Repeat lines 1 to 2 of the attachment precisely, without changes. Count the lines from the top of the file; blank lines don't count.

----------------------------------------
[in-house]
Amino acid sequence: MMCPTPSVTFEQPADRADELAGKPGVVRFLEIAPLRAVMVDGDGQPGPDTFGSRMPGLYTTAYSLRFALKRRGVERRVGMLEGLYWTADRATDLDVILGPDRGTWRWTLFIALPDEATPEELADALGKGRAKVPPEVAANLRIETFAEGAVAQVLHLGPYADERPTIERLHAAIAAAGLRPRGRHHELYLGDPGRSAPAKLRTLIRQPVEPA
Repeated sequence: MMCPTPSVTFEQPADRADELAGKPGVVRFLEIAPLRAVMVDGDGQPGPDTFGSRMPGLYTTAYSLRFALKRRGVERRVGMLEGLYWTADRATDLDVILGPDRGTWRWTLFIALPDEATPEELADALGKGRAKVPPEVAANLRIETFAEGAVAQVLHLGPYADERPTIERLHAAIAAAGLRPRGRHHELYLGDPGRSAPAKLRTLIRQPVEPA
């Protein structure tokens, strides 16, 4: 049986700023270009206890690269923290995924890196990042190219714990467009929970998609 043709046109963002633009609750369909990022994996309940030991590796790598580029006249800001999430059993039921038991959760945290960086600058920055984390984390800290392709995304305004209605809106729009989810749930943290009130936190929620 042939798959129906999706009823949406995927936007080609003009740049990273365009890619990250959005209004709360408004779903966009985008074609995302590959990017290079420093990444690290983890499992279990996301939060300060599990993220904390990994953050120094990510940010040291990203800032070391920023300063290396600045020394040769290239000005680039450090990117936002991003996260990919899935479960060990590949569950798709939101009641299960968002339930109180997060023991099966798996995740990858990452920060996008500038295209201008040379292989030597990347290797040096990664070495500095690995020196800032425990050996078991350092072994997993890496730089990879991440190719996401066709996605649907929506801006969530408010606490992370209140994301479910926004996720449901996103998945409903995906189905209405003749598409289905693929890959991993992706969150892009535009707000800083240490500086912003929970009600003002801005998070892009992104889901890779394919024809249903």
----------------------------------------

[in-house]
Amino acid sequence: MMCPTPSVTFEQPADRADELAGKPGVVRFLEIAPLRAVMVDGDGQPGPDTFGSRMPGLYTTAYSLRFALKRRGVERRVGMLEGLYWTADRATDLDVILGPDRGTWRWTLFIALPDEATPEELADALGKGRAKVPPEVAANLRIETFAEGAVAQVLHLGPYADERPTIERLHAAIAAAGLRPRGRHHELYLGDPGRSAPAKLRTLIRQPVEPA